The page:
Sometimes, we’re blessed with individuals who have a passion for Autism and Cailyn. These people (you know who you are) have impacted our lives and brought us joy, that we can never fully express. Other times (especially in new places) we’re met with confusion as we try to summarize the complexities of Cailyn’s particular spin on Autism, into a 2 minute conversation…all while a dozen other children are racing around playing in the background.

“Ok…are you planning on any loud sessions? If so, she’s going to freak out and need to be away from the others.”

(Blank stare)

“Here is a brief summary of words that you may not understand from her, but may be the difference in her being manageable or screaming and hitting herself the entire time…Snacks are in her backpack with the diapers. Did we mention she isn’t potty trained?”

(Eyes widen)

“Here are some signs that she may be starting to melt down…If any of these begin, she might ask you to hold her. She uses closeness and touch to calm herself down. Are you by yourself, today?”

(Mouth now beginning to hang open)

“Please come get us if there are problems.”

It’s a “no win” situation. Cailyn naturally has a more difficult time with the unfamiliar. Unfamiliar kids, unfamiliar teacher, unfamiliar classroom, unfamiliar time…all can trigger extreme anxiety in her mind, which manifests itself in behavior that an unfamiliar teacher doesn’t often know how to manage in a five year old. It isn’t fair to any party in the transaction and the results are often very similar. I’ll walk back to the class and Cailyn will be in the corner all alone, while the other kids are engaged in activity with the teacher. She’ll already have her coat on (who knows for how long) and her diaper will be soaked almost through. She runs to me, wants to be held, and can only say a few words…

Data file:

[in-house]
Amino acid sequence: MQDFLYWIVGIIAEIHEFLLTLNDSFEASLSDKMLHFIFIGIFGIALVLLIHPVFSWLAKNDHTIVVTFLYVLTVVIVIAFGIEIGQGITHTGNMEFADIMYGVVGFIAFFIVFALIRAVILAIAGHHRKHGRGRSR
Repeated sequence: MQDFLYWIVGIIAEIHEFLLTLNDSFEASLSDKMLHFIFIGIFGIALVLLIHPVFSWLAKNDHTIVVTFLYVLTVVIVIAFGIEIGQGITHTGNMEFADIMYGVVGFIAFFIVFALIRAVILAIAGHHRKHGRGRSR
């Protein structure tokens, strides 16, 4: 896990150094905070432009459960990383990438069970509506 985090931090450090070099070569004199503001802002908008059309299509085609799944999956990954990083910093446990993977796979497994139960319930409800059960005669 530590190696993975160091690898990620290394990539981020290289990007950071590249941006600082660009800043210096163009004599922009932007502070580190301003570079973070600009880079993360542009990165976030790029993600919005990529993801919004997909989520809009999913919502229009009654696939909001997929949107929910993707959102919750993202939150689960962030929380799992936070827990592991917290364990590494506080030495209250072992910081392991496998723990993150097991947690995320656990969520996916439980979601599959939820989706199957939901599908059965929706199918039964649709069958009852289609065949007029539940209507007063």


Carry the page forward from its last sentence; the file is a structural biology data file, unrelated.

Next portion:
“Car Seat. Please. Bye Bye.”

We can’t maintain a lot of friendships. Most people grow tired of the overhead that comes with family time. We don’t do ANYTHING on a whim because the benefit of joy in any last-minute activity will be negated by the price we pay for a lack of preparation and forethought. Most houses aren’t Cailyn-proof, so going to other people’s homes can be a tedious exercise of head-swivel and saying “No. Don’t touch.” It’s just not worth it. Such is the life of a family with a young, special needs child. We’re separated from the norms of everyone else.

So, the next time we’re a little too quick to correct our children, it’s not that we’re “high strung.” When we don’t make an effort to get together, it’s not because we think we’re better than anyone else. If we get overwhelmed by the thought of last second plans and opt-out, it isn’t that we’re aloof or “no fun.” When we don’t go to events, whether private, charity, or church…it’s not a flippant decision to be separate. It’s a calculated sacrifice to hold onto the last beacon of sanity in our lives. What everyone else sees is nothing more than a fleeting glimpse into every moment of our new lives.

While you may be encouraged by gathering with others and singing a song, remember that I just dropped off a person I love (much, much more than myself) into the hands of people who don’t understand her; Into a place where she may be sad, scared, neglected, unwanted, and confused. Then, with that knowledge, I’m asked to stand, sing, and praise the God that permits it to be. Fellowship and community can be a supplement, but just as easily a barrier to faith.